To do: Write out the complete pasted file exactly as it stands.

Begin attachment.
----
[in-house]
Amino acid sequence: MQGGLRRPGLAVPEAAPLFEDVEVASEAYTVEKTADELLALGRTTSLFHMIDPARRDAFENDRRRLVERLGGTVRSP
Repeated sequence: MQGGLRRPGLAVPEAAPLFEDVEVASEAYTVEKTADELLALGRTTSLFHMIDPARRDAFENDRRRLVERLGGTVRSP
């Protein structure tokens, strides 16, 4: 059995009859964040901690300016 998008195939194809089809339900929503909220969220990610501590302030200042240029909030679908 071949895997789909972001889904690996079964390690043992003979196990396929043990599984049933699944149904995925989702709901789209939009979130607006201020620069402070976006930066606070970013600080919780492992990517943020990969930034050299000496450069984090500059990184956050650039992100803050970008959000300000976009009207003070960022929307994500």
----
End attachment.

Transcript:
[in-house]
Amino acid sequence: MQGGLRRPGLAVPEAAPLFEDVEVASEAYTVEKTADELLALGRTTSLFHMIDPARRDAFENDRRRLVERLGGTVRSP
Repeated sequence: MQGGLRRPGLAVPEAAPLFEDVEVASEAYTVEKTADELLALGRTTSLFHMIDPARRDAFENDRRRLVERLGGTVRSP
């Protein structure tokens, strides 16, 4: 059995009859964040901690300016 998008195939194809089809339900929503909220969220990610501590302030200042240029909030679908 071949895997789909972001889904690996079964390690043992003979196990396929043990599984049933699944149904995925989702709901789209939009979130607006201020620069402070976006930066606070970013600080919780492992990517943020990969930034050299000496450069984090500059990184956050650039992100803050970008959000300000976009009207003070960022929307994500």